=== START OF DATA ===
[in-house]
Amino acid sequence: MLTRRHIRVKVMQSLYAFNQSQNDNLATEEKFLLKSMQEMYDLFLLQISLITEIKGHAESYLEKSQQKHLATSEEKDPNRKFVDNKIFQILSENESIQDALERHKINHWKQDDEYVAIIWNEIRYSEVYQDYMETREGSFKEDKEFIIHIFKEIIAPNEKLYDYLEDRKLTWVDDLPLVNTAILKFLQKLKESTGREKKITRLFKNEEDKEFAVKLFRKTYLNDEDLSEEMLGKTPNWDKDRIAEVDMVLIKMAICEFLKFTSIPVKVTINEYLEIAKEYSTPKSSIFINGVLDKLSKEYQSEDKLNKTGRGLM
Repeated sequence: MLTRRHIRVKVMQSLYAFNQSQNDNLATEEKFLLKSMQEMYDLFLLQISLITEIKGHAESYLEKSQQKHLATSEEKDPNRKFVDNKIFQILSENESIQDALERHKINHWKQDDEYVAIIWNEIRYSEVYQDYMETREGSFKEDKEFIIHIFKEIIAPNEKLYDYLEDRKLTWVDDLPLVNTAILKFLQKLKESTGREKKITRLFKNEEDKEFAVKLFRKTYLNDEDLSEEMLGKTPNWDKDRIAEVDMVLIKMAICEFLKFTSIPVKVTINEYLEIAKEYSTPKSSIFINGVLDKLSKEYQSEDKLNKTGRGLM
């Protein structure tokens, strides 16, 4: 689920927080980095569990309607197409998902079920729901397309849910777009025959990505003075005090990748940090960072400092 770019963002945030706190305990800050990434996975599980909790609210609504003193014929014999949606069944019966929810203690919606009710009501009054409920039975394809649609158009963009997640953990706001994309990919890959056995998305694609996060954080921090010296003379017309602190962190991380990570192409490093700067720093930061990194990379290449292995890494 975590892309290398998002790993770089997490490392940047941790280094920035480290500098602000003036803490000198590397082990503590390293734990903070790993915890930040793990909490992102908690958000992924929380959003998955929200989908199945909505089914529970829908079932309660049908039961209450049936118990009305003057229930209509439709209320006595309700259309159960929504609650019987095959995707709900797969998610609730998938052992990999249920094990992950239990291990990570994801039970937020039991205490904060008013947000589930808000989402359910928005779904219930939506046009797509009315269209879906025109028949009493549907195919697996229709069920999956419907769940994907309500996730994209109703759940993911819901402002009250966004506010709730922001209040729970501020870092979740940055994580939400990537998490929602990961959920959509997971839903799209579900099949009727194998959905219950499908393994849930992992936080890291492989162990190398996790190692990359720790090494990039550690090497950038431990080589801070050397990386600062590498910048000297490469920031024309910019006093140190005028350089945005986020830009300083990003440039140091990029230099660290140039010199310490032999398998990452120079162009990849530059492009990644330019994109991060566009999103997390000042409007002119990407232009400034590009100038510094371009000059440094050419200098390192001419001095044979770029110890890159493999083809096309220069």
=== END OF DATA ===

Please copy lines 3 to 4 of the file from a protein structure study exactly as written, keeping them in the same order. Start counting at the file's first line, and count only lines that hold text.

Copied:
Repeated sequence: MLTRRHIRVKVMQSLYAFNQSQNDNLATEEKFLLKSMQEMYDLFLLQISLITEIKGHAESYLEKSQQKHLATSEEKDPNRKFVDNKIFQILSENESIQDALERHKINHWKQDDEYVAIIWNEIRYSEVYQDYMETREGSFKEDKEFIIHIFKEIIAPNEKLYDYLEDRKLTWVDDLPLVNTAILKFLQKLKESTGREKKITRLFKNEEDKEFAVKLFRKTYLNDEDLSEEMLGKTPNWDKDRIAEVDMVLIKMAICEFLKFTSIPVKVTINEYLEIAKEYSTPKSSIFINGVLDKLSKEYQSEDKLNKTGRGLM
């Protein structure tokens, strides 16, 4: 689920927080980095569990309607197409998902079920729901397309849910777009025959990505003075005090990748940090960072400092 770019963002945030706190305990800050990434996975599980909790609210609504003193014929014999949606069944019966929810203690919606009710009501009054409920039975394809649609158009963009997640953990706001994309990919890959056995998305694609996060954080921090010296003379017309602190962190991380990570192409490093700067720093930061990194990379290449292995890494 975590892309290398998002790993770089997490490392940047941790280094920035480290500098602000003036803490000198590397082990503590390293734990903070790993915890930040793990909490992102908690958000992924929380959003998955929200989908199945909505089914529970829908079932309660049908039961209450049936118990009305003057229930209509439709209320006595309700259309159960929504609650019987095959995707709900797969998610609730998938052992990999249920094990992950239990291990990570994801039970937020039991205490904060008013947000589930808000989402359910928005779904219930939506046009797509009315269209879906025109028949009493549907195919697996229709069920999956419907769940994907309500996730994209109703759940993911819901402002009250966004506010709730922001209040729970501020870092979740940055994580939400990537998490929602990961959920959509997971839903799209579900099949009727194998959905219950499908393994849930992992936080890291492989162990190398996790190692990359720790090494990039550690090497950038431990080589801070050397990386600062590498910048000297490469920031024309910019006093140190005028350089945005986020830009300083990003440039140091990029230099660290140039010199310490032999398998990452120079162009990849530059492009990644330019994109991060566009999103997390000042409007002119990407232009400034590009100038510094371009000059440094050419200098390192001419001095044979770029110890890159493999083809096309220069």